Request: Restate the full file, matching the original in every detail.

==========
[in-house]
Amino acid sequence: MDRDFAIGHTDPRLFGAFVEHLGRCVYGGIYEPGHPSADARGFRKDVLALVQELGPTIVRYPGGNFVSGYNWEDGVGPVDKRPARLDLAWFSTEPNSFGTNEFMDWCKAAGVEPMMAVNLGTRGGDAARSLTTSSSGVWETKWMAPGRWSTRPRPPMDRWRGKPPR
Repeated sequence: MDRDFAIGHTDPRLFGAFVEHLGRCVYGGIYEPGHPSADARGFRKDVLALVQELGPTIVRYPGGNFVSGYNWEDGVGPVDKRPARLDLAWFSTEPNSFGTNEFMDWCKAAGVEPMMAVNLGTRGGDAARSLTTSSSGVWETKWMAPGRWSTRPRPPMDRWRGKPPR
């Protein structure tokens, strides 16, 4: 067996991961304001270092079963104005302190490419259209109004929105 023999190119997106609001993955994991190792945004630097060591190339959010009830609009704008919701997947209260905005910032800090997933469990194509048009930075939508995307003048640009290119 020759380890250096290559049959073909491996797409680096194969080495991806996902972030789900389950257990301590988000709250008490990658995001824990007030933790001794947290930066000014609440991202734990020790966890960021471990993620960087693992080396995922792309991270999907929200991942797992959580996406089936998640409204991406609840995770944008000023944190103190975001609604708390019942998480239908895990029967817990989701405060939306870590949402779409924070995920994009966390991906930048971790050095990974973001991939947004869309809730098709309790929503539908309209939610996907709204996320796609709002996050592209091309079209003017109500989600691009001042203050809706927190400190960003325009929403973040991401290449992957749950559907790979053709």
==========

[in-house]
Amino acid sequence: MDRDFAIGHTDPRLFGAFVEHLGRCVYGGIYEPGHPSADARGFRKDVLALVQELGPTIVRYPGGNFVSGYNWEDGVGPVDKRPARLDLAWFSTEPNSFGTNEFMDWCKAAGVEPMMAVNLGTRGGDAARSLTTSSSGVWETKWMAPGRWSTRPRPPMDRWRGKPPR
Repeated sequence: MDRDFAIGHTDPRLFGAFVEHLGRCVYGGIYEPGHPSADARGFRKDVLALVQELGPTIVRYPGGNFVSGYNWEDGVGPVDKRPARLDLAWFSTEPNSFGTNEFMDWCKAAGVEPMMAVNLGTRGGDAARSLTTSSSGVWETKWMAPGRWSTRPRPPMDRWRGKPPR
């Protein structure tokens, strides 16, 4: 067996991961304001270092079963104005302190490419259209109004929105 023999190119997106609001993955994991190792945004630097060591190339959010009830609009704008919701997947209260905005910032800090997933469990194509048009930075939508995307003048640009290119 020759380890250096290559049959073909491996797409680096194969080495991806996902972030789900389950257990301590988000709250008490990658995001824990007030933790001794947290930066000014609440991202734990020790966890960021471990993620960087693992080396995922792309991270999907929200991942797992959580996406089936998640409204991406609840995770944008000023944190103190975001609604708390019942998480239908895990029967817990989701405060939306870590949402779409924070995920994009966390991906930048971790050095990974973001991939947004869309809730098709309790929503539908309209939610996907709204996320796609709002996050592209091309079209003017109500989600691009001042203050809706927190400190960003325009929403973040991401290449992957749950559907790979053709």